How Many Ribs Do Dogs Have

Whether it was in a biology class or while ordering a rack of ribs at a restaurant, you have probably seen a ribcage. The dog’s rib cage gives your dog’s abdomen its barrel chest. All dogs have 13 pairs of ribs in which nine are connected to the sternum (sternal), and four connected to the cartilage on the rib (asternal) for a total of 26 ribs. 

When your dog inhales and exhales, you might have noticed its rib cage. Your dog’s ribs gives structure and protection to vital organs, including the lungs and heart. It works like a shield for your dog’s internal organs against any sort of external force, hit, or attack. 

The Floating Ribs

The first seven pairs of ribs that connect directly to the sternum are called true ribs, and the next five pairs are joined to the sternum by cartilage. These are called false ribs. The last pair of ribs are called floating ribs. These can be seen on some dogs as a bony protrusion; this is where the end of the floating rib is capped off by cartilage. Some may think that these floating ribs are the sign of a broken bone, but not necessarily. However, it is always best to be cautious if you are concerned about a broken bone.

The Dog’s Rib Function

The rib cage is similar to the bars of a cage. The rib cage ensures your dog’s safety by protecting its main organs including the lungs, heart, stomach, spleen, kidney, etc. The dog’s rib cage also provides many strong and flexible muscles that protect other body parts, such as the chest, back, and upper abdomen, from any external damage and injury.

The dog's rib structure

Your dog’s bones are organs made of hard, mineralized tissue that provides structural support and protection to the body. The ribs also give a clue to the weight of your dog as you can check it by placing your hand on the rib.

If the ribs can be easily felt, it means your dog weight is normal but if not, and you feel some layer, it might be an indication of some fat and sign of overweight.

All dogs have different sizes of bones. For instance, while the chihuahua has the same type of bones as the Great Dane, but their bone size and shape are significantly different. Dogs have a variety in the size and configuration of their skeletons, unlike other animals.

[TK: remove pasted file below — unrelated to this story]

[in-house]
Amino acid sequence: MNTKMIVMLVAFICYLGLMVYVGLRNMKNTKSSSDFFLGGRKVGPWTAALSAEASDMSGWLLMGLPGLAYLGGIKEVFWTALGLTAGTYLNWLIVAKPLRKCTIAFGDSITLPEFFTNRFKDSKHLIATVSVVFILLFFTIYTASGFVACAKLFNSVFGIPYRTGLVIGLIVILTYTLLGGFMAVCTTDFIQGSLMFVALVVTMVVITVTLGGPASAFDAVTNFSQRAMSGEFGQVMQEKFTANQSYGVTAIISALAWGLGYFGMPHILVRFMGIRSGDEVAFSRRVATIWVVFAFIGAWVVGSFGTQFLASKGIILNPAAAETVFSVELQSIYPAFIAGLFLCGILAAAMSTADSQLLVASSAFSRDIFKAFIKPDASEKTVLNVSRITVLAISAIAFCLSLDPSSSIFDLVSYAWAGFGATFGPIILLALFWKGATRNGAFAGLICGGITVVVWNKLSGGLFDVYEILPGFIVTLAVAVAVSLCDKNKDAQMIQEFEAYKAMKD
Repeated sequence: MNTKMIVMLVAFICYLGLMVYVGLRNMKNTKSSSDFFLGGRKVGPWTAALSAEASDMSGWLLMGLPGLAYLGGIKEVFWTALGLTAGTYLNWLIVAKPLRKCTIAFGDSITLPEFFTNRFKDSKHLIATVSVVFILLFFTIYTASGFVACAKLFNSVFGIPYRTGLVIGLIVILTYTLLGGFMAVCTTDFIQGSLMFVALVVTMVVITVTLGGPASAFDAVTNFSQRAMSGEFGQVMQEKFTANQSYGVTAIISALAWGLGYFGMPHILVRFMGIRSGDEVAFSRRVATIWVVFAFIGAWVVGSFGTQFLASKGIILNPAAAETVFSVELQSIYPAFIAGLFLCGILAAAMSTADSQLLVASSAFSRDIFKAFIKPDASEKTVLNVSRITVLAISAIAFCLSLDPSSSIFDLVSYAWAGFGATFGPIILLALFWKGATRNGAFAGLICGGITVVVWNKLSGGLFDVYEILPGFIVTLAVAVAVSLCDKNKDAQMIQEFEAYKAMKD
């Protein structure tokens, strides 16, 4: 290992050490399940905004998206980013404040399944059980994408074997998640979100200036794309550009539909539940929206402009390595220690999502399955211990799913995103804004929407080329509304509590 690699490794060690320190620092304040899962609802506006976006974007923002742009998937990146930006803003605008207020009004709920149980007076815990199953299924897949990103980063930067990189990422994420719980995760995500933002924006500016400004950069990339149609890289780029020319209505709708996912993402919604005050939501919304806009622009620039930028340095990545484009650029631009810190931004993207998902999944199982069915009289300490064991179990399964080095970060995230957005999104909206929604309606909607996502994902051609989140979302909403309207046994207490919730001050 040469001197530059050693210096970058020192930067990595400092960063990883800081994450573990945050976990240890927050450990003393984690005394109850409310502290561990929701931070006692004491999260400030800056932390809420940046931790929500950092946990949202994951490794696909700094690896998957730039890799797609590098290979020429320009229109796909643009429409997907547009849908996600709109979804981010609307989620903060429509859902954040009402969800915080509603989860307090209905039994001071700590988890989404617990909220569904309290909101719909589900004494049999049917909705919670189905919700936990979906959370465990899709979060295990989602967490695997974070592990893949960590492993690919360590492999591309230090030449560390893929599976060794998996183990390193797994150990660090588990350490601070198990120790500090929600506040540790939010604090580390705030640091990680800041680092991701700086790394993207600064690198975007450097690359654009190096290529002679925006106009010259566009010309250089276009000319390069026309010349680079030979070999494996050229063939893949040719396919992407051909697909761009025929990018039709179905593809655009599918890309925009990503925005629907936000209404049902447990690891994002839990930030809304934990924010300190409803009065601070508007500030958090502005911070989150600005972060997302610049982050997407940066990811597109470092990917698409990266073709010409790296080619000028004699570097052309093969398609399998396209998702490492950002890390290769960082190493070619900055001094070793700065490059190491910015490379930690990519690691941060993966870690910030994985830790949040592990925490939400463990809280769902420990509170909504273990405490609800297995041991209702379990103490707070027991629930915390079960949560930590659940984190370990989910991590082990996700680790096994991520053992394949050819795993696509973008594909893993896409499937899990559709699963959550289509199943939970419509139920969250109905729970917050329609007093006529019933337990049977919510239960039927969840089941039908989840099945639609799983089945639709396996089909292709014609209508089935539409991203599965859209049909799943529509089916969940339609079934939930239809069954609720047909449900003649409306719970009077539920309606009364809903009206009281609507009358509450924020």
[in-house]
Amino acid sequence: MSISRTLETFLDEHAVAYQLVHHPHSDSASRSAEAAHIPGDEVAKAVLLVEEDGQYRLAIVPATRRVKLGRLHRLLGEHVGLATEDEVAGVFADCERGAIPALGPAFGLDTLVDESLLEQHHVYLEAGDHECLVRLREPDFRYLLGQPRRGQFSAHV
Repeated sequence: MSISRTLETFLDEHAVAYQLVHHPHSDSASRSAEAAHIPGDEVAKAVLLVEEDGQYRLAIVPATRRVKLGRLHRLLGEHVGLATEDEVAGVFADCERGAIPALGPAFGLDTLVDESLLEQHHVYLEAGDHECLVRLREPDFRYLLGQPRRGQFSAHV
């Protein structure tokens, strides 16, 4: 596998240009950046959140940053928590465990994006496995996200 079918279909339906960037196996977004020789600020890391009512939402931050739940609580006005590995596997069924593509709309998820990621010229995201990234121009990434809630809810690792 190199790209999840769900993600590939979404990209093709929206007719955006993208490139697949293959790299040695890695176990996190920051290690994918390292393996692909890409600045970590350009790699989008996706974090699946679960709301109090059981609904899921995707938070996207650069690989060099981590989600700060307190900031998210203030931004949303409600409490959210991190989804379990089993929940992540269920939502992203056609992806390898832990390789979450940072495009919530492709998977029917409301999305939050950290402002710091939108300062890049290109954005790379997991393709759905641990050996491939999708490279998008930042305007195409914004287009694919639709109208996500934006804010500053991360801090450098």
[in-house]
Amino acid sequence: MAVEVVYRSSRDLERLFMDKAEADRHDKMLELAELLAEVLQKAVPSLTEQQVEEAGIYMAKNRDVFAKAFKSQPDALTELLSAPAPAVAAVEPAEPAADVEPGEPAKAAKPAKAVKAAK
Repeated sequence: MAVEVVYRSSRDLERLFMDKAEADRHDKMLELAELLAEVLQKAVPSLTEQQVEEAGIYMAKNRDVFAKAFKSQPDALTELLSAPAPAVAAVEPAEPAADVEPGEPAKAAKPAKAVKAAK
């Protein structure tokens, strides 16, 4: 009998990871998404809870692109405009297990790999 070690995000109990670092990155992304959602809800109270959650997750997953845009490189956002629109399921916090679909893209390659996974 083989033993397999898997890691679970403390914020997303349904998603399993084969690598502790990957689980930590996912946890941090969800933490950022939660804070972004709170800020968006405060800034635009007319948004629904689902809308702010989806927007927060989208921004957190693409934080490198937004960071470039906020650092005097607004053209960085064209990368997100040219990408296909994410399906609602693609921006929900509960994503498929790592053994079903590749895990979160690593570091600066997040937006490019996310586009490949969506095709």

The skeleton is contained in three basic subunits: 

  1. Appendicular skeleton: the bones of the limbs
  2. Axial skeleton: the skull bones, spine, ribs, and sternum
  3. Visceral skeleton: a bone that forms part of an organ.

A skeleton comparison of human beings and dogs

Dogs have between 319 to 321 bones in their bodies, whereas humans have only 206 bones. Dogs with long tails have a few more bones as compared to dogs with short tails, but all dogs have disconnected shoulder bones which enable them to have more frequent movement over humans. A dog’s skeleton can take up to 18 months to mature, but the maturation period is associated with growth and size.

For example, a toy breed’s skeleton will mature within a few months, while larger breeds can have a maturation period of 15 to 18 months. For humans, their bones typically mature between 25 and 30 years old.

Bone Cancer In dog’s ribs

There are various health-related problems associated with the dog’s ribs, but osteosarcoma (bone cancer) is a more aggressive and malignant form of rib cancer than any other problem. It is a troublesome condition that can spread through the body, so it is important to monitor your pet and keep up with regular veterinary check-ups.

If this cancer spreads to other parts of the body such as lungs it can cause breathing difficulty for your dog. Surgical removal is a possible treatment option.

Fracture In Dog’s Ribs

Normally dogs fracture their ribs in a car accident or rough treatment because the bones are not able to endure such a forceful hit. If dogs get a fracture, they require immediate and lengthy care to heal the fracture. Fewer movements and proper medical attention may help the healing process faster, otherwise, complications may develop.

A broken rib can also affect the lungs of the dog that can result in anything from difficulty breathing to a collapsed or punctured lung, so it is imperative that you take your dog to a veterinarian if a fracture occurs. 

As with humans, a dog’s rib cage is incredibly important to their health, and it is up to you to ensure that your pet stays healthy and active.

 

 

John

Hi, I'm John. People often recognize me as a professional dog trainer and blogger. I wear many hats. My proudest title is being a dog advocate. Anyhow, if you ever want to reach out send me a message john@mylargedogs.com